Kevin Smith’s first movie was a about a man in his twenties at a dead-end job. A decade later, its sequel was about a man in his thirties at a dead-end job. Next year, we’ll see the third installment, as I’m sure it will be about Dante in his forties. Thirty-year old Dante learned he was about to become a father. Smith explained that both, Clerks II and Jersey Girl, were about his own fatherhood. While Dante takes a drive, listening to a song from those good ol’ days at the Quick Stop, he sees Smith’s daughter, Harley, in a restaurant window.


While some would argue that “Mad World” by Gary Jules is the song to include on this list, I feel that I hear this song more often and always think of this movie when I hear it. – Frank Palmer

12.”Celebration” by Kool and the Gang – Muppets From Space

This Muppet movie from 1999 trades the numbers sung by Kermit and the gang, for those by Kool and the Gang, as well as other Funk bands. Where Kermit knows he’s a frog, Fozzie’s a bear, and Piggy’s…well….a pig, Gonzo is a “whatever.” Receiving psychic messages from his brethren, he learns he’s actually an alien. When he meets his family, they land in their spaceship, blaring the song of their people. They show Gonzo that, whatever you are, “it’s time to come together.”


One of the jolliest Christmas tracks around, when we find Martin Riggs sat in his trailer listening to it, he’s in a far from jolly mood. As the track pleasantly rattles along, Riggs drunkenly makes his mind up wether or not he wants to put a bullet into his brain, by inserting his handgun into his mouth, effectively ruining this happy little offering for years to come… – Simon Andrews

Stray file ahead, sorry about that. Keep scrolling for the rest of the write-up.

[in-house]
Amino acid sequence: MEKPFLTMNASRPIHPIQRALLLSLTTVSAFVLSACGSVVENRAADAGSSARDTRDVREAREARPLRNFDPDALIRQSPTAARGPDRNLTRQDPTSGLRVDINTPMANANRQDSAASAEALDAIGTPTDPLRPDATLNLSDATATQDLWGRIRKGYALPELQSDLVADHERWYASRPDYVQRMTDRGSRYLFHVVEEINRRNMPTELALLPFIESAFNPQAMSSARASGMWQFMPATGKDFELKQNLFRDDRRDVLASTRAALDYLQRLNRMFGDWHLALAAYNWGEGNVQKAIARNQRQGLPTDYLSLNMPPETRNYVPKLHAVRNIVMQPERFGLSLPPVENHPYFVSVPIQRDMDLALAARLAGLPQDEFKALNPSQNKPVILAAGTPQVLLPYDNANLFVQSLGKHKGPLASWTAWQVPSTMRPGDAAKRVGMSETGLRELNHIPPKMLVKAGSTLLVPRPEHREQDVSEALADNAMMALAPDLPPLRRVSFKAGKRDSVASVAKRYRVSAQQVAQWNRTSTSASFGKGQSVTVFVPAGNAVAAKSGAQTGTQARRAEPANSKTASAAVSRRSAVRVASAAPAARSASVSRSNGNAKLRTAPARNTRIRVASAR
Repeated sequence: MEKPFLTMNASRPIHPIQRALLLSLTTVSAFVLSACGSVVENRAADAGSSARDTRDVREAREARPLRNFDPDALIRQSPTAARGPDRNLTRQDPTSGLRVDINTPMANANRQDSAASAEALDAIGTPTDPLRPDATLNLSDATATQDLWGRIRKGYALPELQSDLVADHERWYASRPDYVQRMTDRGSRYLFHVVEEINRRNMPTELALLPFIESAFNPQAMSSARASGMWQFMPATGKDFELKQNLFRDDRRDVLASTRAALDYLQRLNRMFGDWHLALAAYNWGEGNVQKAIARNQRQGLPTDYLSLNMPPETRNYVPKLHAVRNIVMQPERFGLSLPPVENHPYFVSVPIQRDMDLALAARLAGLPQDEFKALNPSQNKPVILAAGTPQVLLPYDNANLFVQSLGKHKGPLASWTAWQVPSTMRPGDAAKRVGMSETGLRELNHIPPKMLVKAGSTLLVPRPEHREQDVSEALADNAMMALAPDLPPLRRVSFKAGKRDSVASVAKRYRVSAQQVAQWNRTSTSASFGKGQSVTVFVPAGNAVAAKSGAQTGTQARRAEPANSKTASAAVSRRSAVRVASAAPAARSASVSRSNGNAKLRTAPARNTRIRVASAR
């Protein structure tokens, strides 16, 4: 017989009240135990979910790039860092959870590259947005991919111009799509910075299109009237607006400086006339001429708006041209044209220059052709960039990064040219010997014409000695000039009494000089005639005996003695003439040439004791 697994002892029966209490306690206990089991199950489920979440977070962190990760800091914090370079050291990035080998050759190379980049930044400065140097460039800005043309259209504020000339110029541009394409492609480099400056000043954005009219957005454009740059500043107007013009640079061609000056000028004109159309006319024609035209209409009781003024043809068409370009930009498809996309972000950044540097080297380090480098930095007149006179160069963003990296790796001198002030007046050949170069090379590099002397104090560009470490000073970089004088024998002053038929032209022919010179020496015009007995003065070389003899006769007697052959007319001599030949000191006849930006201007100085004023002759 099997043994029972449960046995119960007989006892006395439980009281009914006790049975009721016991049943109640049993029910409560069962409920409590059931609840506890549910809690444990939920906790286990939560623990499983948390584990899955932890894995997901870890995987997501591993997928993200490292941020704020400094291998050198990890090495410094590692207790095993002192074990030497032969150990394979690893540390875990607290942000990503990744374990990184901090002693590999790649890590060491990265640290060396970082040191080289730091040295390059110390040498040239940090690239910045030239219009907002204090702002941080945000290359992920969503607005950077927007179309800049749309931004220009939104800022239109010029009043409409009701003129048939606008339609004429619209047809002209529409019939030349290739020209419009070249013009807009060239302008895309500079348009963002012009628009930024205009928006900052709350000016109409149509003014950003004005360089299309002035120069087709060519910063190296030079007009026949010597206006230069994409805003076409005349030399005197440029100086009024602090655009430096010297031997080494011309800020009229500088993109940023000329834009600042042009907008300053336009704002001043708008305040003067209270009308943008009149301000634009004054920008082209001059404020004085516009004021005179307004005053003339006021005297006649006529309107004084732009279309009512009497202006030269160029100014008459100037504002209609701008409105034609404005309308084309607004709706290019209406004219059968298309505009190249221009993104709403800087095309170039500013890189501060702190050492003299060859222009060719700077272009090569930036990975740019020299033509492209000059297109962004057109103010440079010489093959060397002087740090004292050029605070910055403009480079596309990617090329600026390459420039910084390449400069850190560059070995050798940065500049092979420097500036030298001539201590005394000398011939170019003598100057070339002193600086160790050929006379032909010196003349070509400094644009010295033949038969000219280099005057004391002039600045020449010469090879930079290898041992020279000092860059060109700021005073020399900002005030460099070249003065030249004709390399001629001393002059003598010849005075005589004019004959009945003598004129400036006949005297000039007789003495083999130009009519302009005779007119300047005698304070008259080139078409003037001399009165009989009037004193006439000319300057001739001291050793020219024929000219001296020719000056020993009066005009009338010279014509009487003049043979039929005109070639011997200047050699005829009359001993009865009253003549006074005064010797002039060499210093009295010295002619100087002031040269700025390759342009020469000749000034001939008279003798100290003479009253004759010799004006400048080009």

10.”Fortunate Son” by Creedence Clearwater Revival – Forrest Gump

Riding in the car with my dad, we would listen to Classic Rock, and play “name that tune.” The entire soundtrack of Forrest Gump, which he had me watch countless times, was filled with those songs. A military man himself, he could relate to Forrest. Therefore, as it was driveled into my head, the picture of Forrest and Bubba landing in Vietnam, flashed in my mind with each listen of the CCR classic.

9.”Walking on Sunshine” by Katrina and The Waves – High Fidelity

There are so many songs to choose from on this movie (including the ending song that was perfect – but I didn’t want to potentially spoil that for anyone) but this was the best scene to choose for this list because any time I hear the song, I think of this scene. – Frank Palmer

8.”Sound of Silence” by Simon and Garfunkel – Watchmen

Most recently, Rock bands, Bobaflex and Disturbed, covered this Simon and Garfunkel tune. While I enjoy those covers, the original always gets me in the feels. It’s probably the harmonies that Paul and Art did so well. Like Forrest Gump, The Watchmen chronicled decades of history throughout America. But The Watchmen was a history from an alternate timeline. Alan Moore, the author of the comic, is good at creating alternate histories, like in V for Vendetta. When superhero, The Comedian, died, the song from his funeral (from that fictional era that mirrored the true one) gave me a whole new set of feels.

7.”Johnny B. Goode” by Chuck Berry – Back to the Future